Green Technology: Coming together for environmental awareness
One of Australia’s research and development goals is to enable the country to move towards a greener economy. This can be a long and complicated process, so partnerships and collaborations are vital. Australia has found such co-operation with Malaysian researchers; the two nations are helping each other in the transition.
“One of the important potential synergies between Australia and Malaysia is that we share many similar environments and this allows us to learn from each other. This is important because a lot of these solutions are context-specific and not easily translated from distant parts of the world,” says Dr Helene Marsh, Distinguished Professor of Environmental Science at James Cook University.
“Malaysia has a great range of environments by its topography; Australia has an even greater range of environments. Australia has environments that are very different from Malaysia and also environments that are similar,” adds Professor Robert Wasson Adjunct Professorial and Research Fellow at the Charles Darwin University. “This is quite helpful for Australian researchers to have good connections with Malaysia because if there is something that works in the Malaysian environment, it could be taken over to Australia and implemented there.”
Professor Tim Brown, Deputy Vice Chancellor and Vice President (Research) of La Trobe University, agrees: “Australians come to Malaysia and take home experiences that enable them to reach new ideas and implement different approaches, and vice versa.”
Dr Marsh says that environmental problems are social problems and one has to understand the human dimensions and coming to another place with another human dimension can really sharpen the eyes of people.
Professor Brown cites an example of this in the Murray-Darling Basin. “This area is very geographically and topographically different than all of Malaysia but some of the problems are quite similar in terms of water use – how much water needs to be kept and maintained in a sustainable way, how much water can be responsibly used for agriculture and what’s the balance in the effect on ecology of agriculture. That’s a very live debate in Australia and there are probably very different debates in Malaysia but the human aspect of it can be quite similar.”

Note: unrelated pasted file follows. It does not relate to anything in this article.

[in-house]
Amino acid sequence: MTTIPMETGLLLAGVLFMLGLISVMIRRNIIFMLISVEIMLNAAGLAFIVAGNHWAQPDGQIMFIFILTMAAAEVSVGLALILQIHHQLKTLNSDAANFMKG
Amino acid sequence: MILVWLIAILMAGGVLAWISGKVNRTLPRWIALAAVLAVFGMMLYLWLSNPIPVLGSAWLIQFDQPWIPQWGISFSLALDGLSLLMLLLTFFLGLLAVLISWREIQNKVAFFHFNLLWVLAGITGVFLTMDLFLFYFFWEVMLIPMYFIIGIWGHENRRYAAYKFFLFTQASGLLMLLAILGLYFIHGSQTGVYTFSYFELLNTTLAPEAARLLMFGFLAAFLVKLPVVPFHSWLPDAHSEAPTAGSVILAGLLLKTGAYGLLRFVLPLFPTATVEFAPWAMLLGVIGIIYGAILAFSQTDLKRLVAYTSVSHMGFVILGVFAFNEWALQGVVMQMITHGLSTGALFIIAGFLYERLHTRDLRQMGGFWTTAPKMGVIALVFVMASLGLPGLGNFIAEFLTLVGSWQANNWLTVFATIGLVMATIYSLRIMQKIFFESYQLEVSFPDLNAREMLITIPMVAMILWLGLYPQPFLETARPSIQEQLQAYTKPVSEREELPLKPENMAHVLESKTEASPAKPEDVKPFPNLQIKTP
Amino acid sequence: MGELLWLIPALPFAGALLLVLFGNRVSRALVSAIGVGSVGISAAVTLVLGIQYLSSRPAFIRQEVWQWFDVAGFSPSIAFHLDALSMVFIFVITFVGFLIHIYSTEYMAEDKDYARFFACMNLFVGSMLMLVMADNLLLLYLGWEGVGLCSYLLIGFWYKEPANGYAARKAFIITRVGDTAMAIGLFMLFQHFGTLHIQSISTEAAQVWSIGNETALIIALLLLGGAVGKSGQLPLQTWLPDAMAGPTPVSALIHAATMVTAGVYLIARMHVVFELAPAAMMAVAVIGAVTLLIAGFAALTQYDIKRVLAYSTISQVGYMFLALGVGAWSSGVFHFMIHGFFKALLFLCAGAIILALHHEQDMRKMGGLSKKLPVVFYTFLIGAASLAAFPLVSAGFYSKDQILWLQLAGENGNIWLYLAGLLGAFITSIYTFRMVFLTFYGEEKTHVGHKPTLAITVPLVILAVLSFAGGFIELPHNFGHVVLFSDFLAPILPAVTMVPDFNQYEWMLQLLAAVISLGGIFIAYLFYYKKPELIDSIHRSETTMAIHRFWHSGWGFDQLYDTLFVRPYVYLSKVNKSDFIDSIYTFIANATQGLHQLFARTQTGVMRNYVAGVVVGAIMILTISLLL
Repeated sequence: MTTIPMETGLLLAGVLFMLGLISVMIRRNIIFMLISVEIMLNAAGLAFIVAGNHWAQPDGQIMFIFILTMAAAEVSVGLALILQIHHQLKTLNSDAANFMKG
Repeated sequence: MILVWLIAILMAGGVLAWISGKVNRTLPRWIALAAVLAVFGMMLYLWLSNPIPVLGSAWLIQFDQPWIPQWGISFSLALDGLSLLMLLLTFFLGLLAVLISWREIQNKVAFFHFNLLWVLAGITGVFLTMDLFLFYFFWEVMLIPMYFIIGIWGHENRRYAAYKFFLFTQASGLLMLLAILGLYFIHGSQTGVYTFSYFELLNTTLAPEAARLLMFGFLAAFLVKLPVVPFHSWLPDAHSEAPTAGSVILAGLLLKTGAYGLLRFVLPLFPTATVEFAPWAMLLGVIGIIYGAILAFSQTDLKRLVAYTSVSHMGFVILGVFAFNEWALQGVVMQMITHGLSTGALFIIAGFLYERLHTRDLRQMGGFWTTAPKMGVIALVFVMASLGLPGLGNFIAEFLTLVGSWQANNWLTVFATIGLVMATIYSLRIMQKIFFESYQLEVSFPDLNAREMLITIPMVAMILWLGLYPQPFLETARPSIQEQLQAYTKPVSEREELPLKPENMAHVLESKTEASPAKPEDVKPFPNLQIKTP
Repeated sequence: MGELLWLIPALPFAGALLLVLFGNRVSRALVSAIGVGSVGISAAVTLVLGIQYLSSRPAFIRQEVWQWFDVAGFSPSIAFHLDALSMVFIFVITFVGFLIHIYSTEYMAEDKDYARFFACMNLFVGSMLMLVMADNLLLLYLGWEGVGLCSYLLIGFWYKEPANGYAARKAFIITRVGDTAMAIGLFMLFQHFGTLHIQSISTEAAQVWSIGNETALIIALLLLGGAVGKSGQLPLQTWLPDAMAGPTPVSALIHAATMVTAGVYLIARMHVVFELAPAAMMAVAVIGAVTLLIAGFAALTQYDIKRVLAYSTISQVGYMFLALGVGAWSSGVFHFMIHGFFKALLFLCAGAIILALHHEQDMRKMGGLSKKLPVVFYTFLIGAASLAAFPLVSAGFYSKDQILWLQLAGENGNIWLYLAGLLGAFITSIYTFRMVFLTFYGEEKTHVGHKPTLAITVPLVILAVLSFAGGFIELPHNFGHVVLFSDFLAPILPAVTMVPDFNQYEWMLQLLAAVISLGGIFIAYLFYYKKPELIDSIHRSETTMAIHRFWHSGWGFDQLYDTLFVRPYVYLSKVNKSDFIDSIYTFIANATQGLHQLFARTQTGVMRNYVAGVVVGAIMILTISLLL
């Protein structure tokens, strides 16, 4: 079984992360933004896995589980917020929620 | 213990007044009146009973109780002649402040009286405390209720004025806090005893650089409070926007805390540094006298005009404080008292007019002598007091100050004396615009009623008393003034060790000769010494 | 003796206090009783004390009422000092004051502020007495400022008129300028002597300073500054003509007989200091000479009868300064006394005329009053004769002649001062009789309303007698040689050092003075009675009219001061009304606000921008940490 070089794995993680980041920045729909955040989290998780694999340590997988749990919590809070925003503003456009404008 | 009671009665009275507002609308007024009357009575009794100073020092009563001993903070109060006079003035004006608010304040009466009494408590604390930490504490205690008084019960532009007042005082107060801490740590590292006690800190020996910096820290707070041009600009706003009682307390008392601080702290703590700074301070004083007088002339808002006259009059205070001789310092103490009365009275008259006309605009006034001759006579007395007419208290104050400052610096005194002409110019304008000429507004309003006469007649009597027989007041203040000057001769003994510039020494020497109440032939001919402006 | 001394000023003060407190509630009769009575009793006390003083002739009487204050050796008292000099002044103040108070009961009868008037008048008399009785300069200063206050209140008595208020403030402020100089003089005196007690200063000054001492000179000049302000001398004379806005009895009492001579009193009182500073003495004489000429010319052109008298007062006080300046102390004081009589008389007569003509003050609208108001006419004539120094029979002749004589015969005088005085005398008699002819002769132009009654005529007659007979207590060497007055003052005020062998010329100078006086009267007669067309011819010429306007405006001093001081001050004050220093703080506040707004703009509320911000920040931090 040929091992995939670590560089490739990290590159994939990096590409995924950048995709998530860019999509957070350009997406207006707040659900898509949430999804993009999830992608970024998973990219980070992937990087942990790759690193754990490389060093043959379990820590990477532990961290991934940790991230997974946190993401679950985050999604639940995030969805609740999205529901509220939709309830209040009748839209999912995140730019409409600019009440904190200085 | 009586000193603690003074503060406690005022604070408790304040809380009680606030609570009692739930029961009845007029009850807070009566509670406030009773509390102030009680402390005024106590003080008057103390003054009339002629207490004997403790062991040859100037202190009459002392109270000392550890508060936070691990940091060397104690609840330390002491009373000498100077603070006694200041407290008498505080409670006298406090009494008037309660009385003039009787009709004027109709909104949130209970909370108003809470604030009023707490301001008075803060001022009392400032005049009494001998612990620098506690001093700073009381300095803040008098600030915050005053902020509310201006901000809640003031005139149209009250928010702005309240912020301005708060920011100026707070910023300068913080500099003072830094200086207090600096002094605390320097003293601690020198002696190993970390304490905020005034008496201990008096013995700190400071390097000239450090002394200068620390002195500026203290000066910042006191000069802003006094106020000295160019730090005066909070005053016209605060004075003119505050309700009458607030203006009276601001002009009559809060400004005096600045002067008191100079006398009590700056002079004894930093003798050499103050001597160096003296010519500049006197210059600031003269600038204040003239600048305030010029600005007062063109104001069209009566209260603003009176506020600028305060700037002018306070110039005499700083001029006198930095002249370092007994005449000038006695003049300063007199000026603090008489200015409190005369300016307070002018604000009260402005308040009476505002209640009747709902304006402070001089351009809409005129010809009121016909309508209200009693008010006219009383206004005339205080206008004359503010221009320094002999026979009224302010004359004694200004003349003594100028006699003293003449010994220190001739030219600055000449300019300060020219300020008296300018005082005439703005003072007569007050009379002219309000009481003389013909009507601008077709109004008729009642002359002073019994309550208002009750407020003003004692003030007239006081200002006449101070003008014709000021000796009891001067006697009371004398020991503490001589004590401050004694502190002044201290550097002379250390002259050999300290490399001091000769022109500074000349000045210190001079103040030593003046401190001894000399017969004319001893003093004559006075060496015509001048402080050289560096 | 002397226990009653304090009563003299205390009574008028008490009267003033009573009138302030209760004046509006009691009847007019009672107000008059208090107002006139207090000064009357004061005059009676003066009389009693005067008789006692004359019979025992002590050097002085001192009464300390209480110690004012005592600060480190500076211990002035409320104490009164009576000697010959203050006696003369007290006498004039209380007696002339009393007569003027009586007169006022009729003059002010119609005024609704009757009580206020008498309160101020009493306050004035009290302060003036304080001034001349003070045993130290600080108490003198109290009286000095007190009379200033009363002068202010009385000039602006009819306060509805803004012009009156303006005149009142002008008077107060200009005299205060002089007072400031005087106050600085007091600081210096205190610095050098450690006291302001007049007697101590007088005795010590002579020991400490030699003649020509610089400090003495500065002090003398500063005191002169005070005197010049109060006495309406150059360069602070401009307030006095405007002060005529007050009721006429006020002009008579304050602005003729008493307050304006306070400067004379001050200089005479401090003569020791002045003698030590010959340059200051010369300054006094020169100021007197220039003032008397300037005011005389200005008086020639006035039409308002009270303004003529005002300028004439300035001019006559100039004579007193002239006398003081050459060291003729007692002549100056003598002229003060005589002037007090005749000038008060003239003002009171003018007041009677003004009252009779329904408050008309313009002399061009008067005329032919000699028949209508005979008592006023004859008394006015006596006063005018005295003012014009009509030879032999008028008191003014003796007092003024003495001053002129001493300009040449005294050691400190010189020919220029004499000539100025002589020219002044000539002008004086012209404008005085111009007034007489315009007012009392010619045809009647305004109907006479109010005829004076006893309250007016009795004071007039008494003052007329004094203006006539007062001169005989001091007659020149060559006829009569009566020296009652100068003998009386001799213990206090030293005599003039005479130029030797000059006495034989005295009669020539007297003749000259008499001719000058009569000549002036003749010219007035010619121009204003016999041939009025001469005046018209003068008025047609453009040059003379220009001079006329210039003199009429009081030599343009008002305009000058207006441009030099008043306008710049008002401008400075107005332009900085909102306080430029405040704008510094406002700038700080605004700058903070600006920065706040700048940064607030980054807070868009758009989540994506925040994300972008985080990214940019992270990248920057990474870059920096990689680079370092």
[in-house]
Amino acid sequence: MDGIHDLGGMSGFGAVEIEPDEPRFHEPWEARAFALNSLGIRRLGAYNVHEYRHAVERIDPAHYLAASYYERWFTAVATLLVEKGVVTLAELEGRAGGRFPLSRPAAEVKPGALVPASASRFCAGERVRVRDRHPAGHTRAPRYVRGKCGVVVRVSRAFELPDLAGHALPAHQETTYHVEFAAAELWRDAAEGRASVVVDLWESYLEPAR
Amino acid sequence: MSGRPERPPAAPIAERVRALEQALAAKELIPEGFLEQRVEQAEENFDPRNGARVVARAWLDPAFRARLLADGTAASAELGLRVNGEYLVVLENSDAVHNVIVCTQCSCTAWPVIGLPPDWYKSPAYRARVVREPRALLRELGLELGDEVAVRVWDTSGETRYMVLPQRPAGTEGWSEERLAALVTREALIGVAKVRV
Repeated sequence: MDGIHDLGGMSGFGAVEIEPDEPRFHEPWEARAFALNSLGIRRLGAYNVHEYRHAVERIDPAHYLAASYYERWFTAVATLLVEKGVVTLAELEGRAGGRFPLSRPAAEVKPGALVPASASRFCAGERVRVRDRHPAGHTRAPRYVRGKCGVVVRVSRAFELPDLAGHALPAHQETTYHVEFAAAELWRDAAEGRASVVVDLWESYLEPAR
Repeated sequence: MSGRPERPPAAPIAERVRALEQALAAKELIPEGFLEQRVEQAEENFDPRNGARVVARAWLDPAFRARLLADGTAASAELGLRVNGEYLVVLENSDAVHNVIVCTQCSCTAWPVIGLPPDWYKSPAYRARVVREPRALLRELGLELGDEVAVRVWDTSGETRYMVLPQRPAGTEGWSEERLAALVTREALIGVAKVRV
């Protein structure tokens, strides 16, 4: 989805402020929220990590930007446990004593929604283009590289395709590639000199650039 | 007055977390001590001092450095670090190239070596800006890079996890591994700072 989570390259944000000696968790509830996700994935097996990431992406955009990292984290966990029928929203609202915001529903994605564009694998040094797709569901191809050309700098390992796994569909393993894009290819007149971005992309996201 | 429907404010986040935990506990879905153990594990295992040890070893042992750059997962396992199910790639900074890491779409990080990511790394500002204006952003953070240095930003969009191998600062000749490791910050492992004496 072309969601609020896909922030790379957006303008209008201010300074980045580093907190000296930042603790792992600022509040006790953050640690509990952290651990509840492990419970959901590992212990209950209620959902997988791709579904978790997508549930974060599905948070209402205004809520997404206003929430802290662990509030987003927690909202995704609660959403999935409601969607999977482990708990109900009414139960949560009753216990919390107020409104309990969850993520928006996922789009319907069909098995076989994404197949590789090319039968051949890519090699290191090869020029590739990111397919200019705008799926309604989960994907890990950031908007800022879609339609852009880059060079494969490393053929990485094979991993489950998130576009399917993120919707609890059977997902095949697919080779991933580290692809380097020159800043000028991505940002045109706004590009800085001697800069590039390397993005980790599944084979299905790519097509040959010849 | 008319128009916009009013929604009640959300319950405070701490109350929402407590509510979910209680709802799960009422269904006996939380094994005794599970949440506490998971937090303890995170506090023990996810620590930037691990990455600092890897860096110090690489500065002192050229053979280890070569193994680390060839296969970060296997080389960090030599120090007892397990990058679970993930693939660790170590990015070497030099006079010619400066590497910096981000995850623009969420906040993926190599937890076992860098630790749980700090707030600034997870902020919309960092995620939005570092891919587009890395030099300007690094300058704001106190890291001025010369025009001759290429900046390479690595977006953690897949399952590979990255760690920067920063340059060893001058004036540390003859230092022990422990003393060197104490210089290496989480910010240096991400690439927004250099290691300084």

Public awareness of environmental issues is of great concern in Malaysia, notes Professor Wasson. He goes on to say that one of the revolutions in Australia has been in local water quality management and how the local community can gather together their various skills to find a solution for the problem.
“Perhaps this is a learning that Malaysia can take from Australia in increasing societal awareness,” he says.
“A good place to start is with children and more often than not children in primary schools are more environmentally aware than their parents. This is because they are inculcated with environmental ethics at primary school in Australia through various programmes like ‘Green Day’ where children go out and plant trees and ‘Rubbish Day’ where they go out and pick up rubbish,” Dr Marsh adds.
“There are plenty of programmes in school that the children get involved in which teaches them the importance of sustainability. If schools start getting parents involved, it can slowly build up and become a community event, which will result in more awareness. This is how it should start. Then as time passes, the town council can come in and it can grow from there,” Professor Wasson says.
Coming together and sharing their own unique ideas and expertise will benefit both countries greatly. By learning from each other and by using technology that is native to one country and applying it in an alien setting will certainly pave the way for more effective solutions and ideas in the war against global warming.